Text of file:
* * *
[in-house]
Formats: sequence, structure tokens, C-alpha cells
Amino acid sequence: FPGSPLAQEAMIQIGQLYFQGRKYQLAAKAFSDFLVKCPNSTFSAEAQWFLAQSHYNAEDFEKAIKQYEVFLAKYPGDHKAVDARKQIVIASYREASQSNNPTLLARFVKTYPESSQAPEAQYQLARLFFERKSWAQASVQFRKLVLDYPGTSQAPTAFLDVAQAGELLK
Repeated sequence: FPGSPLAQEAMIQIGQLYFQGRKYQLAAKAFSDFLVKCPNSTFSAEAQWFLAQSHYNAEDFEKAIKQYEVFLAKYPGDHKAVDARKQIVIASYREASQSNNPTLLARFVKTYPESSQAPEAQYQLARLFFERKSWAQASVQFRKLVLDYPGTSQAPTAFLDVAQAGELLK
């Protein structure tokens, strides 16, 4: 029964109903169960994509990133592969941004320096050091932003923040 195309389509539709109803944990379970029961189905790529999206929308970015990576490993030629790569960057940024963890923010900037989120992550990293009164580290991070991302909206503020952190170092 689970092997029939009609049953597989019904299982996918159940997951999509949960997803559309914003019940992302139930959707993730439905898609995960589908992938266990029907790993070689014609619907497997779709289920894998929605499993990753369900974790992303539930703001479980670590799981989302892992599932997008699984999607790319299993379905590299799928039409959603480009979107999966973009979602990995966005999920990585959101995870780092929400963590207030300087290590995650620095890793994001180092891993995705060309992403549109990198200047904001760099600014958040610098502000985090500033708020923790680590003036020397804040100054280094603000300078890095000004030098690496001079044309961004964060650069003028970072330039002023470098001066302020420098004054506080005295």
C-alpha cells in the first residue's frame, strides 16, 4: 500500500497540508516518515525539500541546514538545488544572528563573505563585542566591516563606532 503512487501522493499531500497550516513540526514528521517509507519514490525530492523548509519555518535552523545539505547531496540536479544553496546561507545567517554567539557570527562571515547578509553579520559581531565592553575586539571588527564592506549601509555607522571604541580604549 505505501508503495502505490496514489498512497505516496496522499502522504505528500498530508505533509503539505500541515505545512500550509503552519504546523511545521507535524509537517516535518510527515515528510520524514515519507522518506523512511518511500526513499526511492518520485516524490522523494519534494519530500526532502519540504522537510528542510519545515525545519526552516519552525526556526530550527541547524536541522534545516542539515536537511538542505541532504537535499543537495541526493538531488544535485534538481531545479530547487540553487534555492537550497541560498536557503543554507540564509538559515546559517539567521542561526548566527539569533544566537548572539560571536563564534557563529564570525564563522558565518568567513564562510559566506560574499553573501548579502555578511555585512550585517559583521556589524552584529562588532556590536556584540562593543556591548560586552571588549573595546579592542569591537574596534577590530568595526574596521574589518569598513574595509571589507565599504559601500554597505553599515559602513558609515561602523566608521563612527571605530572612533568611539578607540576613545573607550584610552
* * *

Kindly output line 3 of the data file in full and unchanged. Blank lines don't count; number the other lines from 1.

Amino acid sequence: FPGSPLAQEAMIQIGQLYFQGRKYQLAAKAFSDFLVKCPNSTFSAEAQWFLAQSHYNAEDFEKAIKQYEVFLAKYPGDHKAVDARKQIVIASYREASQSNNPTLLARFVKTYPESSQAPEAQYQLARLFFERKSWAQASVQFRKLVLDYPGTSQAPTAFLDVAQAGELLK